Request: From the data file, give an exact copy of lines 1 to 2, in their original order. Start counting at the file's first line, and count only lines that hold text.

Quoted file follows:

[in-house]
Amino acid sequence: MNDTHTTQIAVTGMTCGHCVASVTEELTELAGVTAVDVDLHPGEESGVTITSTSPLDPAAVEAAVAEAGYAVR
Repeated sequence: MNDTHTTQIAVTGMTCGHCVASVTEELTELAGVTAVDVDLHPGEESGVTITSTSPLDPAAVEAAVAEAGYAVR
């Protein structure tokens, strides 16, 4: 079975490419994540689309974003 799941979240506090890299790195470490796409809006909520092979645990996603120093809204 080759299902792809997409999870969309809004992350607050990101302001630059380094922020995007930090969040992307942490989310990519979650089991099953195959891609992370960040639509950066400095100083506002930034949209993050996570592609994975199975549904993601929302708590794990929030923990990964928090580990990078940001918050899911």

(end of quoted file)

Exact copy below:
[in-house]
Amino acid sequence: MNDTHTTQIAVTGMTCGHCVASVTEELTELAGVTAVDVDLHPGEESGVTITSTSPLDPAAVEAAVAEAGYAVR